Swiss Pearwood

[Pyrus Communis]

A popular, premium hardwood in Europe, most Swiss Pearwood is sourced from Switzerland, Germany, and France. And ultimately used much the way Black Cherry is in the United States — as a high-quality, domestic wood of choice. In fact, French provincial furniture has historically been made of Swiss Pearwood, giving the classic armoires and dressers their distinctive light brown glow.

Also known as, “European Pear,” “Choke Pear,” and “Allisee,” Swiss Pearwood is a typical fruitwood — hard and dense, with properties similar to Rosewood. Due to its consistent texture and color, it’s easy to work with. And readily adaptable, occasionally even dyed black to be used as a substitute for Ebony.

One of the world’s most elegant woods, Swiss Pearwood has a pale pink to light reddish-brown heartwood, and slightly paler, non-distinct sapwood. An overall, warm consistent color, it can be deepened further by steaming, or allowed to intensify naturally over time as the wood oxidizes. Swiss Pearwood is known for its straight grain, fine uniform texture, pleasing finish — and limited availability in the United States.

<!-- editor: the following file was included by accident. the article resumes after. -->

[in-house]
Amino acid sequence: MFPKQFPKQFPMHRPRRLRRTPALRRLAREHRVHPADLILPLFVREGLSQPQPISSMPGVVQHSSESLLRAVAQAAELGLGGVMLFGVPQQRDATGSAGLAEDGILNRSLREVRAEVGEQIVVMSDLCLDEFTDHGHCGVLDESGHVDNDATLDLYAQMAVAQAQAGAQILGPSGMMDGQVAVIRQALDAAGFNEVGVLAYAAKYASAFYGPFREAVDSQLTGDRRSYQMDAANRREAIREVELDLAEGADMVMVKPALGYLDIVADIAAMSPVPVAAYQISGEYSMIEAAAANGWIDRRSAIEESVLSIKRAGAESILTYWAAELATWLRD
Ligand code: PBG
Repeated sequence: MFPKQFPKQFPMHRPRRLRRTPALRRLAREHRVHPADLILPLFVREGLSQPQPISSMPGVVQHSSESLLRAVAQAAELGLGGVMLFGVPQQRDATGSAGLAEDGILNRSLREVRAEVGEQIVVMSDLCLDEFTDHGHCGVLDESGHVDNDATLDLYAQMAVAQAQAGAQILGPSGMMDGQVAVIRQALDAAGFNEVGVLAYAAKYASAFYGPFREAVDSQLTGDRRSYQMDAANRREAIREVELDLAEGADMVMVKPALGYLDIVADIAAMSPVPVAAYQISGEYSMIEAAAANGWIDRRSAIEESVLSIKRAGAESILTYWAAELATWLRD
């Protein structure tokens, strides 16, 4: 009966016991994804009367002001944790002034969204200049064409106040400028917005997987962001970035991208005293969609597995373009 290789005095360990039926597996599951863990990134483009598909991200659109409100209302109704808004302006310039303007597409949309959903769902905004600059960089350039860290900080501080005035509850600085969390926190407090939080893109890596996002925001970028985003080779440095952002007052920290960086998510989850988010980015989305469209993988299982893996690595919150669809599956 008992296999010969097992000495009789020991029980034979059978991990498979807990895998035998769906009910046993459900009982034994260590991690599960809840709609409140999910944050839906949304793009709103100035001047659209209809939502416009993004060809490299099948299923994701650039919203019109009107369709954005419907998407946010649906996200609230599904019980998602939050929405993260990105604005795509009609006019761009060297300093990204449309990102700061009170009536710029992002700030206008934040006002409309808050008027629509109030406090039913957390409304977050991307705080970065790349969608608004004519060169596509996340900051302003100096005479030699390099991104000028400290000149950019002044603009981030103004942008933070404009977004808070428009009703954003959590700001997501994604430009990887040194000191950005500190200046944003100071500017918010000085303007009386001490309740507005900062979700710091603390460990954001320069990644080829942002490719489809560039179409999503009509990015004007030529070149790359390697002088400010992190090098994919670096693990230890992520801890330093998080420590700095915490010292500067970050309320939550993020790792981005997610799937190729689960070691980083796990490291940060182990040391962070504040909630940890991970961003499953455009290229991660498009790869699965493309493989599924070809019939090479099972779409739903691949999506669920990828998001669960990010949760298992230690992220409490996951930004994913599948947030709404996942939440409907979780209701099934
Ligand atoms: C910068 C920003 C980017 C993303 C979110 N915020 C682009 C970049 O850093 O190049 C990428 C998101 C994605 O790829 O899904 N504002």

All of which make it many architects’ and designers’ “dream wood” for premium projects. And a top consideration for high-end wood veneer, architectural plywood, marquetry, inlay, fine furniture, cabinetry, turned objects, and musical instruments like violins and flutes.

Species Distribution:

Central Europe
Eastern Europe
West Asia
United States

Common / Alternative Names:

Swiss Pear
European Pear
Wild Pear
Choke Pear
Common Pear

Janka Hardness:

1,660 lbf

Sustainability Status:

CITES Appendices: Not listed
IUCN Red List of Threatened Species: Not listed

See It In Use